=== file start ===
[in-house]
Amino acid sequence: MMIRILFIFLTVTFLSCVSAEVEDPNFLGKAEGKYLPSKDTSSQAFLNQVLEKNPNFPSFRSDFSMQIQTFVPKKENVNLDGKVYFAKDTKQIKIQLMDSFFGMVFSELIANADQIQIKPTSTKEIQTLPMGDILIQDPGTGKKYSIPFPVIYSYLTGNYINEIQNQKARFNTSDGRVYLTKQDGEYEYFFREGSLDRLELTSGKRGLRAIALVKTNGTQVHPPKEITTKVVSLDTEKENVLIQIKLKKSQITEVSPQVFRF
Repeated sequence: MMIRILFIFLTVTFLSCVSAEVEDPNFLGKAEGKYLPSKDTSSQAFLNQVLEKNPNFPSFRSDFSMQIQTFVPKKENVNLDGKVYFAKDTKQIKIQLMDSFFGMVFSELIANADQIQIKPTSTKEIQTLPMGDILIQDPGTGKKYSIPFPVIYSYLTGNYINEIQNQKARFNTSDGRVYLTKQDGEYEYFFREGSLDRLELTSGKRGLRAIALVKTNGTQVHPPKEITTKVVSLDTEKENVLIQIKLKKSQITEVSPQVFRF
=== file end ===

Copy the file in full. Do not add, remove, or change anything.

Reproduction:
[in-house]
Amino acid sequence: MMIRILFIFLTVTFLSCVSAEVEDPNFLGKAEGKYLPSKDTSSQAFLNQVLEKNPNFPSFRSDFSMQIQTFVPKKENVNLDGKVYFAKDTKQIKIQLMDSFFGMVFSELIANADQIQIKPTSTKEIQTLPMGDILIQDPGTGKKYSIPFPVIYSYLTGNYINEIQNQKARFNTSDGRVYLTKQDGEYEYFFREGSLDRLELTSGKRGLRAIALVKTNGTQVHPPKEITTKVVSLDTEKENVLIQIKLKKSQITEVSPQVFRF
Repeated sequence: MMIRILFIFLTVTFLSCVSAEVEDPNFLGKAEGKYLPSKDTSSQAFLNQVLEKNPNFPSFRSDFSMQIQTFVPKKENVNLDGKVYFAKDTKQIKIQLMDSFFGMVFSELIANADQIQIKPTSTKEIQTLPMGDILIQDPGTGKKYSIPFPVIYSYLTGNYINEIQNQKARFNTSDGRVYLTKQDGEYEYFFREGSLDRLELTSGKRGLRAIALVKTNGTQVHPPKEITTKVVSLDTEKENVLIQIKLKKSQITEVSPQVFRF